There are definitely 2 schools of thought on a dedicated partition for /home. As Fedorarefugee suggested, you could definitely include the /home into the main ops partition (that's the other school of thought
The poster indicated that he wants to expand into other distro's / versions at some point in the future. For that reason, I recommended using GParted and create the extended partition up front ( I don't think you can create extended as part of the installer partitioning capabilities??). If he goes with his 4th partition as a data partition in ext3, he's going to be faced with a significant challenge down the road if/when he wants to expand to another partition(s) for the additional ops.
Just a bit of my rationale for whatever it's worth...
Not if he includes /home in root. Then he will have two root partitions (for two distros / versions) a shared swap and a shared data partition for his personal stuff. If he wanted separate /homes then he could extend both root partitions and include /home and /whatever else keeping the distros partitions all together (though this is irrelevant except making the partition table easy to understand). If he wanted to boot three or more distros then he will have some head scratching to do. In any case, I especially do not recommend sharing a /home between two distros, or even two versions of the same distro. It can be done but it will lead to many problems. Easier to just keep your personal stuff on a separate partition. I have had the same /data on my main desktop since FC4, which was about 4(?) years ago now. It has seen upwards of ten different installs by this point, I am currently running Shane's Fluxbox 6 version, and have never had a problem mounting and reading/writing to it.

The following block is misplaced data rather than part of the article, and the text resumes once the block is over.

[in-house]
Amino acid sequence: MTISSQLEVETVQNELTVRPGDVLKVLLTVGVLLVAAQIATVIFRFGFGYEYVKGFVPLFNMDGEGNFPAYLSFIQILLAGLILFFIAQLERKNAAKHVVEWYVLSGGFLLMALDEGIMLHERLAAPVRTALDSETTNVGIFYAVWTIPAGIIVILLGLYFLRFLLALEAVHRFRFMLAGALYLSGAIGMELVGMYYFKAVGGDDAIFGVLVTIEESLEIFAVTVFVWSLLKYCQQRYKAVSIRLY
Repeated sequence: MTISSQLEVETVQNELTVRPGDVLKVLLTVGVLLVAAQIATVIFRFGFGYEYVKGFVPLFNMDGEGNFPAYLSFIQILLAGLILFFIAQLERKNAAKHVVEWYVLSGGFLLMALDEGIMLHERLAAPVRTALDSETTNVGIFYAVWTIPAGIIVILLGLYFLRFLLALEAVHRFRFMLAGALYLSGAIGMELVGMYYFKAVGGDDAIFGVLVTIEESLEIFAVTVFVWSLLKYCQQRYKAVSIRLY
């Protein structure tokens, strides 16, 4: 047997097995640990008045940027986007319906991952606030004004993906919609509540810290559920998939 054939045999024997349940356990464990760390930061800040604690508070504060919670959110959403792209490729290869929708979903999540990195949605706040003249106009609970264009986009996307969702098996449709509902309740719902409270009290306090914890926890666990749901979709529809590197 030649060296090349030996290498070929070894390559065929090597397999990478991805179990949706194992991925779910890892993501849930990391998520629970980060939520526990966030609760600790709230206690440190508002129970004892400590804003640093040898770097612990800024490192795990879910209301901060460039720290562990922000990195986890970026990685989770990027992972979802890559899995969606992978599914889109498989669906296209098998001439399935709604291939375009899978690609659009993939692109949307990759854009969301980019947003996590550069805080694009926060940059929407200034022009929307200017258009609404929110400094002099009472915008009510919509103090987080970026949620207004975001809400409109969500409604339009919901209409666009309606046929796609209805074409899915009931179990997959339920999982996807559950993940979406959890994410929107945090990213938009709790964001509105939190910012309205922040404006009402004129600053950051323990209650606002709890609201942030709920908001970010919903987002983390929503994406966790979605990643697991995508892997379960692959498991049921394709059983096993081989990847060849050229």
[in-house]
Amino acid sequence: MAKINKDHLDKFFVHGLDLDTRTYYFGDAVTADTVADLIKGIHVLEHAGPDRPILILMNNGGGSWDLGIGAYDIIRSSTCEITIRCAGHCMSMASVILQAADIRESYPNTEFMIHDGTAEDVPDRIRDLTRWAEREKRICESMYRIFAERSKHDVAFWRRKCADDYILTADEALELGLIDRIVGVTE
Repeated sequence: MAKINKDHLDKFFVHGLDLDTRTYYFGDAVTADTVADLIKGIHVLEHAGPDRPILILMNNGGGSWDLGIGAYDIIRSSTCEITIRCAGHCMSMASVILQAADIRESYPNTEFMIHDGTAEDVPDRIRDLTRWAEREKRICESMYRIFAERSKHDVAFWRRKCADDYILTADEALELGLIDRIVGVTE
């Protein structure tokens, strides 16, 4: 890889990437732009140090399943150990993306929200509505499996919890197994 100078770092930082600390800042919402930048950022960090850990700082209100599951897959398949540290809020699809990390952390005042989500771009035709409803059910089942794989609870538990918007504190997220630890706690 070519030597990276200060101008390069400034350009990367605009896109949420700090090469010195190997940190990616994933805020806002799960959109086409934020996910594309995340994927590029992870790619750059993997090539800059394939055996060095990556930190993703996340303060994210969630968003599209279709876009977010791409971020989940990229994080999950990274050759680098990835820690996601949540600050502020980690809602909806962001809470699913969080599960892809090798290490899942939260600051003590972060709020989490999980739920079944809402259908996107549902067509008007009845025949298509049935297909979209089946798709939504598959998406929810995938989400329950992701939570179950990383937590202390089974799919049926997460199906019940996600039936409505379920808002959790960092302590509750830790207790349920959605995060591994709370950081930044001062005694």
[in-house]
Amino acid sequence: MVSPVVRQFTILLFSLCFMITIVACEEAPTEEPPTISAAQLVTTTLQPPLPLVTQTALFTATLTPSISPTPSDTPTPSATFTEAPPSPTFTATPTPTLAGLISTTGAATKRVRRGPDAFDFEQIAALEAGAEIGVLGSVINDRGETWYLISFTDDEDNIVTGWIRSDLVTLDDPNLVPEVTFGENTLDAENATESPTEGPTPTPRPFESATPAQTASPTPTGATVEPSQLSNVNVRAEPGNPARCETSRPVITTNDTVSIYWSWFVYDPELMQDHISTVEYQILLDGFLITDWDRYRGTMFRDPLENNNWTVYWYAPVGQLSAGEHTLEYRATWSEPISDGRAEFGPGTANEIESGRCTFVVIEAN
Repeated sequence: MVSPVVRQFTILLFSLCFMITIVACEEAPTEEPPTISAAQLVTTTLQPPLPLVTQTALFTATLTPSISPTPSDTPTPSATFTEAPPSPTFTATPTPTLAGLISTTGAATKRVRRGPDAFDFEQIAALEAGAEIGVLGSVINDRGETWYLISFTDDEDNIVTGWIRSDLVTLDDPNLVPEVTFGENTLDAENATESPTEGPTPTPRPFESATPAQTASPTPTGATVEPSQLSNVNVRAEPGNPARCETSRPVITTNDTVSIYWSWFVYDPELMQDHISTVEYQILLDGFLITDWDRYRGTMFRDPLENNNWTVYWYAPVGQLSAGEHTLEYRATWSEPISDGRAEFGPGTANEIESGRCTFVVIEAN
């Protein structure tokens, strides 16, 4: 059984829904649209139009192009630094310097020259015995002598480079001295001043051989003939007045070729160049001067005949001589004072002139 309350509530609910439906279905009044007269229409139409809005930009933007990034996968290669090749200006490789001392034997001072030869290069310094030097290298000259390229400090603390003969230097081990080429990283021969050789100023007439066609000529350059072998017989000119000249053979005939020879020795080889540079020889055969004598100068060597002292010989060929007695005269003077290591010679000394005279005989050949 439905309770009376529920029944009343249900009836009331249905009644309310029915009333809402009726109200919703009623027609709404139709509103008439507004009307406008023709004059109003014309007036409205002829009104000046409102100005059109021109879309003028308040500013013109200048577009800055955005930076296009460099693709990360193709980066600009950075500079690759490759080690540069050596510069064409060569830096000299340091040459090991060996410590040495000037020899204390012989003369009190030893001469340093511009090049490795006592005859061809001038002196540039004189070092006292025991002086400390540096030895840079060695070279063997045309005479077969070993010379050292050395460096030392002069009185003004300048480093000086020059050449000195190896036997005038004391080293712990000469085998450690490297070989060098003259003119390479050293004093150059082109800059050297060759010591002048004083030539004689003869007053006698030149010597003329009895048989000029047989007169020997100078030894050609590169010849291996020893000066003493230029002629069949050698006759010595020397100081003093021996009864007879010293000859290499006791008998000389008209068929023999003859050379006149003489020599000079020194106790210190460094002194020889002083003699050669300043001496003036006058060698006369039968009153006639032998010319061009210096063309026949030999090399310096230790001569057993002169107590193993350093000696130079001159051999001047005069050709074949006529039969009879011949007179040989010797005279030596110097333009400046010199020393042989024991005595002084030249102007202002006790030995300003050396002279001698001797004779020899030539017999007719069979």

I believe you are correct about not being able to do extended partitions in the Mint installer, at least that I have ever noticed. In this case it would probably be best to set the table up with GParted. The only reason I suggested otherwise when using primary partitions is because when you create them with the Mint installer you will be sure to format and/or mount them.
edit: Also, in response to Aging Technogeek, and in reference to smaller partitions, I agree. Especially if you are dual booting two distros and do not intend to install much beyond the default apps then by all means keep them as small as comfortable. A standard ISO install can usually be done in ~7GB even with /home included. All the more reason to keep personal data on a larger, inside partition. The only reason I suggested 20GB for / was if you only ran the one distro and intended to leave it installed and wanted to feel free to install everything in sight. On a 160GB drive 20GB is not really cutting into anything and this is a good size for total comfort. If you will not need it you should not waste the space though.